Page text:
In 1989, Roth moved into the majors when he was named chairman of the Fox Film Corporation, the newly-formed theatrical film unit of the 20th Century-Fox Film Corporation. He was the first director since 1935 (when Ernst Lubitsch briefly took over the reins of Paramount) to become the head of production for a major studio. While at Fox, he oversaw such popular features as "Home Alone" and "Edward Scissorhands" (both 1990), "Hot Shots!" and "Sleeping With the Enemy" (both 1991), and "White Men Can't Jump" and "The Last of the Mohicans" (both 1992). In the winter of 1992, Roth announced his resignation from Fox and went on to form (with Roger Birnbaum) Caravan Pictures, an independent production company housed at Disney.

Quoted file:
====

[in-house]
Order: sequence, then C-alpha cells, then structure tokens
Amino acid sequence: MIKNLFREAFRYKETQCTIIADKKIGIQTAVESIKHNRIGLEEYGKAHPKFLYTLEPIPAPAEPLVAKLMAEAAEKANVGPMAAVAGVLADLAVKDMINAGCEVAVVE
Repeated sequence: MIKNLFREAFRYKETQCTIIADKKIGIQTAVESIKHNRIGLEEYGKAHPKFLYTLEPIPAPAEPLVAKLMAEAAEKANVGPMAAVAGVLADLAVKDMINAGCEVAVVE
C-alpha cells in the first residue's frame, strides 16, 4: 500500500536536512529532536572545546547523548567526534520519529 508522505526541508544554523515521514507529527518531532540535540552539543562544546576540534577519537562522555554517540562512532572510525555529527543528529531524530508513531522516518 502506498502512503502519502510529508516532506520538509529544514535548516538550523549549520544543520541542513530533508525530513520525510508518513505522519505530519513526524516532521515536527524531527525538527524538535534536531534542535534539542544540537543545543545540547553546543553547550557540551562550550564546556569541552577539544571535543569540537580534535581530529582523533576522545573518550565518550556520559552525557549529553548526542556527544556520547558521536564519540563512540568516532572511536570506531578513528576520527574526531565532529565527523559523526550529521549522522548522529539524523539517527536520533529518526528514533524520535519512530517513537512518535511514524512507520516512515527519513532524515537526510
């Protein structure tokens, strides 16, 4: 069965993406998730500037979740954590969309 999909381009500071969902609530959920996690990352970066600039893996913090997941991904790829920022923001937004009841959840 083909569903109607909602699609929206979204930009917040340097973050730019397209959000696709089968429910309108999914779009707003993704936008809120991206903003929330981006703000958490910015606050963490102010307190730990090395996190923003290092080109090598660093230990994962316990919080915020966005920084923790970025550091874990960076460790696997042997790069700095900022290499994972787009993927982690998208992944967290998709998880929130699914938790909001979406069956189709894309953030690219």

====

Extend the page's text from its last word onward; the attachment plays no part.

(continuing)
After several successful years with Caravan (with pictures including "The Three Musketeers" 1993, "While You Were Sleeping" 1995, and "Before and After" 1996), Roth was named chairman of Walt Disney Motion Pictures, replacing Jeffrey Katzenberg, who ironically, had been responsible for the Caravan deal. Roth, whose managerial style was referred to as "low- key and contemplative," concentrated on developing Disney's live-action features and attempted to hold costs down, although it also entered into deals with talent as diverse as Ridley Scott, Robert Redford, John Hughes, Michelle Pfeiffer, Sandra Bullock and Oprah Winfrey.